Feb. 9, 2016 SIGN IN | REGISTER

Democrats Spin Census Data as Both Parties See Gains and Losses

Scott J. Ferrell/CQ Roll Call
Census Bureau Director Robert Groves, Commerce Department Acting Deputy Secretary Rebecca Blank and Commerce Secretary Gary Locke announce the population of the U.S. based on the 2010 census results.

They are Republicans Rep.-elect Bobby Schilling and Aaron Schock in Illinois; Leonard Boswell (D) and Tom Latham (R) in Iowa; Republicans Jeff Landry and Rodney Alexander in Louisiana; Democrats John Olver and Niki Tsongas in Massachusetts; Democrats Gary Peters and Sander Levin in Michigan; Todd Akin (R) and Russ Carnahan (D) in Missouri; Leonard Lance (R) and Rush Holt (D) in New Jersey; Rep.-elect Ann Marie Buerkle (R) and Joe Crowley (D) in New York; Bill Johnson (R) and Betty Sutton (D) in Ohio; and Democrats Jason Altmire and Mark Critz in Pennsylvania.

“The numbers confirm population growth in traditionally Republican states, but this is only the beginning of a long process we plan to monitor closely with each Congressional delegation,” National Republican Congressional Committee spokesman Paul Lindsay told Roll Call.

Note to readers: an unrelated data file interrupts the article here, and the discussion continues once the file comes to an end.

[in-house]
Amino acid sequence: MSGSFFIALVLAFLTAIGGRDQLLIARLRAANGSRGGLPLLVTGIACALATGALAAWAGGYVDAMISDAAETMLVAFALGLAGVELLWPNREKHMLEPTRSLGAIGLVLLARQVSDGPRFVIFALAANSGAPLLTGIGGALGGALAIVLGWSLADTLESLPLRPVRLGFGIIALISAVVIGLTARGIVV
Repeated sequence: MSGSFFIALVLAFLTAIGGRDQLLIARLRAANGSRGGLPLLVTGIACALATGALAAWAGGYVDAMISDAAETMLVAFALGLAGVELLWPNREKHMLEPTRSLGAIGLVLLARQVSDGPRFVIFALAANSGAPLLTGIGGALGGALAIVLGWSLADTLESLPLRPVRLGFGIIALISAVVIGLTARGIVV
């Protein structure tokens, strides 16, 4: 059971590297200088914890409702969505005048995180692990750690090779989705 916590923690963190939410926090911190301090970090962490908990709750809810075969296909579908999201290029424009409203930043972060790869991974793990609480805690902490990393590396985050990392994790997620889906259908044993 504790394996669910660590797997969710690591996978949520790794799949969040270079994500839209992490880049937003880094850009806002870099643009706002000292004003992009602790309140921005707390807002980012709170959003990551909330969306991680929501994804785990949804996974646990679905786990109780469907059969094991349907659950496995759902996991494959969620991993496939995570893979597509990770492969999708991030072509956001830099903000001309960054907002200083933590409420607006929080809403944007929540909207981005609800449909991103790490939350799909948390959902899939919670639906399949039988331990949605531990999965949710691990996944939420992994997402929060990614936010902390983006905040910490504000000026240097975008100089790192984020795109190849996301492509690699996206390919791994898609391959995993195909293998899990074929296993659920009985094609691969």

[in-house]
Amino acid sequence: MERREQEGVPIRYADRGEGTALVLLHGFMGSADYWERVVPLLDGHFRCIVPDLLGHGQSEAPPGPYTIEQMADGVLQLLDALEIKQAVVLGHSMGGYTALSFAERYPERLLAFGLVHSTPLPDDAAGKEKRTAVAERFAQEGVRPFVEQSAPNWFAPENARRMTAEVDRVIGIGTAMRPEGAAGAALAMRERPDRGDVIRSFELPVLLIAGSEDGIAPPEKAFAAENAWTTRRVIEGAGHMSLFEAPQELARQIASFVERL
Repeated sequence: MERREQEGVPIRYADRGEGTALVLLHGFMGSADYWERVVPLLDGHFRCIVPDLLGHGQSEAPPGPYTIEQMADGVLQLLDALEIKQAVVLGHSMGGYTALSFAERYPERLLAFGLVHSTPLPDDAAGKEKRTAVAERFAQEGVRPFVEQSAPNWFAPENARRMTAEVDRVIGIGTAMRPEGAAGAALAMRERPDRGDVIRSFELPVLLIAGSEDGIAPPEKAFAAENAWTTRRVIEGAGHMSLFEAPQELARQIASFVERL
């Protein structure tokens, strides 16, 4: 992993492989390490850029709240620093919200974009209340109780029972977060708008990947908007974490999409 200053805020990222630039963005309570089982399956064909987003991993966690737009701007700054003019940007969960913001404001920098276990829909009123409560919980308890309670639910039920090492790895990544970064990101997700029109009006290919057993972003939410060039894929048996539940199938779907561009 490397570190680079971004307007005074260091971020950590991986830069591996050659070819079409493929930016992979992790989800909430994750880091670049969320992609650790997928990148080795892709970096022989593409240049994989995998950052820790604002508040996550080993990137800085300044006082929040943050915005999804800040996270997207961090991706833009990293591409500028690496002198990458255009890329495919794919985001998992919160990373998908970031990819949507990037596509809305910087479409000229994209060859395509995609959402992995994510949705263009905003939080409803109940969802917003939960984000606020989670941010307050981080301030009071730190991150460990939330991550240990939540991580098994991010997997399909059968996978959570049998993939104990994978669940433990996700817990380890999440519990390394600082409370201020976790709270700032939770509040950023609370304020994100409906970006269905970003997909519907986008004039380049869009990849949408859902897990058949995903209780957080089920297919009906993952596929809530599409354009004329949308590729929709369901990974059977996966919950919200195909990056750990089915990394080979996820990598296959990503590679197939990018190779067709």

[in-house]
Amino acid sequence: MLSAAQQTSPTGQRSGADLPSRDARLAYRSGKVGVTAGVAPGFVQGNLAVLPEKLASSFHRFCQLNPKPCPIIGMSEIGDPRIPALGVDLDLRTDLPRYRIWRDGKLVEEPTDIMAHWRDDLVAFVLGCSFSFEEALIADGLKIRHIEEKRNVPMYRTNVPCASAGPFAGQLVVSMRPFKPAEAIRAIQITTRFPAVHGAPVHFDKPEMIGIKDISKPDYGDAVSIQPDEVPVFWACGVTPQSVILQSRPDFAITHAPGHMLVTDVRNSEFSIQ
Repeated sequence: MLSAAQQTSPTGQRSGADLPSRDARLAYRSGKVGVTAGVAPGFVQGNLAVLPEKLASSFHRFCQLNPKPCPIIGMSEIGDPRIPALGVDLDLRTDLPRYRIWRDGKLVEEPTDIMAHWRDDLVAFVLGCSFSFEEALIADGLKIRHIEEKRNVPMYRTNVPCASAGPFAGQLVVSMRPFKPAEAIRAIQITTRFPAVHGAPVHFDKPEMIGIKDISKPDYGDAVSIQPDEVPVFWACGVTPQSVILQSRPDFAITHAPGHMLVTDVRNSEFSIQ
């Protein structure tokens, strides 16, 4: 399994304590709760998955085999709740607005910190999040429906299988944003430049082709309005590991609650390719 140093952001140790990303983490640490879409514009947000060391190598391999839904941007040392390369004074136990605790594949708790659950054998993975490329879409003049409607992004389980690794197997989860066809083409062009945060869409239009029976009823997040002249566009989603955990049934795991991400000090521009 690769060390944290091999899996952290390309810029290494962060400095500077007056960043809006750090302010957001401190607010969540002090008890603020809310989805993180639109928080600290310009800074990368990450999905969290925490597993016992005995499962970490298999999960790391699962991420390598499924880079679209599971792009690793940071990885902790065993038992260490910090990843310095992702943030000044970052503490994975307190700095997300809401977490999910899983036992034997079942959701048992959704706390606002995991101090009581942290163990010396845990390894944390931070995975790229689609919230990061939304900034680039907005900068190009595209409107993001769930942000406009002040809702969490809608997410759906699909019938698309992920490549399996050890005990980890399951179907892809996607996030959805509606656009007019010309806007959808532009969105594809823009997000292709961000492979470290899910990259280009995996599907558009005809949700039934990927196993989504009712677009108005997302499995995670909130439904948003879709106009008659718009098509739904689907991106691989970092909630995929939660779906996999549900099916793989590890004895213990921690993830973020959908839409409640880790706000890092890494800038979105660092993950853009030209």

NRCC Chairman Pete Sessions will see his home state of Texas gain four seats, which not only increases the size of the Congressional delegation but also its influence on the Electoral College.

Indicating his influence on the redistricting process in Texas, Sessions said in a Dallas radio interview Tuesday that he will “be looking over the horizon and developing some thoughtful processes that would better the position of our party.”

In Florida, which added two seats to its current 25, the state Democratic Party celebrated the news as a positive for the state.

“This news not only increases Florida’s influence in Congress but also ensures that the Sunshine State will continue playing our critical role in presidential elections as the largest and most important swing state,” Florida Democratic Party Executive Director Scott Arceneaux said.

Pennsylvania lost a seat for the ninth straight time. The Keystone State will have 18 seats after peaking at 36 seats 100 years ago.

“Today is a sad day for Pennsylvania as we are faced with the reality that we have lost a voice in Congress,” Pennsylvania GOP Chairman Rob Gleason said. “Even though today’s announcement means a loss for Pennsylvanians, we are confident that the fresh direction forged by [Gov.-elect Tom Corbett’s] administration and our new Republican leadership will result in more jobs and more opportunities for our Commonwealth to grow in the years ahead.”

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